Ride, Carry or Push – Does it matter?

This year I have decided to make a conscious effort to walk instead of ride as much as I can. To date, I have only played 5 rounds where I used a golf cart. Four of those rounds were in Myrtle Beach where, honestly, I don’t even know if they allow you to walk most of those courses. A lot of courses in that area would be a challenge to walk due to the distance from green to tee between holes. Overall since I have been walking, I find my scores have improved and I find it easier to stay focused during my round. I have always felt that I play better when walking a course but I feel like this year has been a mini non-scientific experiment that has reassured my sentiment. So I ask, does it even matter if you walk or ride and if you do walk, is carrying better than using a push cart? Let’s take a look at the Pros and Cons of Riding, Carrying, and Pushing. We’ll look at both the health benefits as well as any effect on lowering scores.

Health Benefits:


Well, this is a tricky one. While I would not argue that there are any health benefits to riding in a golf cart we must recognize that for a sport that allows you to play well into your senior years, golf carts are a necessity. Golf carts make the game accessible to those who are not physically able to walk a golf course due to health issues.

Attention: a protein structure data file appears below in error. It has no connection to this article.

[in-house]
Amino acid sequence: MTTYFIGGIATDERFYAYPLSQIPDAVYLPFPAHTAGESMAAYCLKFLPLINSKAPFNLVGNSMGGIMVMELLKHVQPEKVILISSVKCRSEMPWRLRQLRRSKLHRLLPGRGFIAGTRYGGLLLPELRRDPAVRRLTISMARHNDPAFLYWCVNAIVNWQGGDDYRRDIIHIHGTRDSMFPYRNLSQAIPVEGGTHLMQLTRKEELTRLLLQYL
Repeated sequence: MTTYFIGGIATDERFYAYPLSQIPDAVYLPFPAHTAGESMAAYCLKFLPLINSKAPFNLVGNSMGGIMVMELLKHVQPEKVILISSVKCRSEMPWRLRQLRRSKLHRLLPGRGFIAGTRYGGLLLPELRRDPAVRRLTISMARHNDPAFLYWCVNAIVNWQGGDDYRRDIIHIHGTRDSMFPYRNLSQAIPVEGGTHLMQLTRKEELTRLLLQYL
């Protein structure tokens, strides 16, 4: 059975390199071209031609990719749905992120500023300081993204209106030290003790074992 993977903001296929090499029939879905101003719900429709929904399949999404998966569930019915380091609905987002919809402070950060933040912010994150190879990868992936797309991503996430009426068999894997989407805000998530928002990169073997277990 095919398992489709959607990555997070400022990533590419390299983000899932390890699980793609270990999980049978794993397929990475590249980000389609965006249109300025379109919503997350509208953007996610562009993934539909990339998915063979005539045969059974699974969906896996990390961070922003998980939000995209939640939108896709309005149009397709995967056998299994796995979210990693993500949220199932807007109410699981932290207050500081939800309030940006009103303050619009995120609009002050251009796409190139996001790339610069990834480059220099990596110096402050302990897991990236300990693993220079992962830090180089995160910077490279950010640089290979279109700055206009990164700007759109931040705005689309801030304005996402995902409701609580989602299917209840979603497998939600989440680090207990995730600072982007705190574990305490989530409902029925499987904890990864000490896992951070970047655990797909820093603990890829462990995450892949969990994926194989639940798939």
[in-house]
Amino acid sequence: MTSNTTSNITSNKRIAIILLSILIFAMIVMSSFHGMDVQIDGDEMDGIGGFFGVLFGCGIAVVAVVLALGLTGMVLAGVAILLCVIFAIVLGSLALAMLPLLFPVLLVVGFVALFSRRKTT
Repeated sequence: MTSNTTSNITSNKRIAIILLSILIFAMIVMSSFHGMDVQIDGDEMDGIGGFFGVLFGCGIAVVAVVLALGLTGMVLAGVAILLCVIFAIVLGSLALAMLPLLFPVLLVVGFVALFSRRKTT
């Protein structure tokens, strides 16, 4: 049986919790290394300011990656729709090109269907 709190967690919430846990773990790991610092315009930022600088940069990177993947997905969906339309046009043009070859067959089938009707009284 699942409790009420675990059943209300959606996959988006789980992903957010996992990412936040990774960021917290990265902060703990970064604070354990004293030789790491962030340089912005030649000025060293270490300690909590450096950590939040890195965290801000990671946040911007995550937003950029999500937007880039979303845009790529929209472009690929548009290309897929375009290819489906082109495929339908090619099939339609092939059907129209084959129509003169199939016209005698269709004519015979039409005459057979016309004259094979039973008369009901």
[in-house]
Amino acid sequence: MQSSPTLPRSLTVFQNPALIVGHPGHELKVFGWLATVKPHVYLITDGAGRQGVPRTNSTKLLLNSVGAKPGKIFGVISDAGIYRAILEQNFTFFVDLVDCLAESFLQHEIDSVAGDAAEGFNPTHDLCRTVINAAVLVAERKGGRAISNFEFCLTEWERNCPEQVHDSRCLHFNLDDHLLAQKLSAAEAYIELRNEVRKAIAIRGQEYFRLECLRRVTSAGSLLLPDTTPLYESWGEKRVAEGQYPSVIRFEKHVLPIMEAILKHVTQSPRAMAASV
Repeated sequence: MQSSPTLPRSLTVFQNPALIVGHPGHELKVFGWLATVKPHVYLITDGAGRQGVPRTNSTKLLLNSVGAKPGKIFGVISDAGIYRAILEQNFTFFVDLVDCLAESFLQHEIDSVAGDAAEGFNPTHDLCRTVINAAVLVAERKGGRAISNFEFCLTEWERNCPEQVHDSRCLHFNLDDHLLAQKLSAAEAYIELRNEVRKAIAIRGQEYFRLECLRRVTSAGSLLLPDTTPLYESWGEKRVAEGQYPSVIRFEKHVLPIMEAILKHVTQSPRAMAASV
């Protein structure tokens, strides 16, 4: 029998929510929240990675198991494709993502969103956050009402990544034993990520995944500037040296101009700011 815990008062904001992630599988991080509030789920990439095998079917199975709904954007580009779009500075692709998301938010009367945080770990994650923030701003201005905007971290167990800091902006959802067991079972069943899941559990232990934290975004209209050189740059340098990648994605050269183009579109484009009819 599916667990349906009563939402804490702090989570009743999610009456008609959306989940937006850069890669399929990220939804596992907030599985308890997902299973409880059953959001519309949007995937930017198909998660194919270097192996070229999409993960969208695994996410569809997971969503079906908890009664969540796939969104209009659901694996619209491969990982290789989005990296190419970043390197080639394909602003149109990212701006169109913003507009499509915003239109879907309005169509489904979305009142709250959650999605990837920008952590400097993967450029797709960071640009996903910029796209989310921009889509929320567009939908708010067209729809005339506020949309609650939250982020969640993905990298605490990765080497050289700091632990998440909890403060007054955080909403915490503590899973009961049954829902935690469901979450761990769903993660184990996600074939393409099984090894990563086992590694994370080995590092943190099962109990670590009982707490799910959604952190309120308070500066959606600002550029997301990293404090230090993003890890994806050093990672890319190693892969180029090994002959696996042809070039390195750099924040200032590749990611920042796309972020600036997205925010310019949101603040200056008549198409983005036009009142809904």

It’s been proven that walking regularly is one of the best exercises we can do and most likely will add years to your life. Walking a golf course was indeed how the game was intended to be played and one of the reasons I think I stay more connected to a round mentally. For one, you can walk directly to your ball and not have to get mixed up in what your riding partner is getting into. Watching someone hack it out of the trees doesn’t put you in a great spot mentally for your next shot. It also gives you some time to forget about a bad shot as you walk to find where your ball has landed. In a round of golf depending on the yardage and your ability you will walk anywhere from 4 to 6+ miles. That is a pretty good workout for a leisurely round with your buddies.

An article in the Washington posts cites a 2008 study that found golfers walked 2.5 miles and burned 718 calories using a pushcart over nine holes. Using a golf cart, they walked a half-mile and burned 411 calories.

I also notice that my muscles stay loose easier even during a slow round. Often times when riding I feel like it takes me 9 holes to warm up and start to groove my swing. Walking get’s the muscles engaged and I can settle into a rhythm much quicker.

Seems to me like walking in the clear winner if you are trying to use your round of golf as an excuse for exercise.


I found a great article from the New York Times that cover this exact topic. Read the whole article for some great insight. I will summarize below.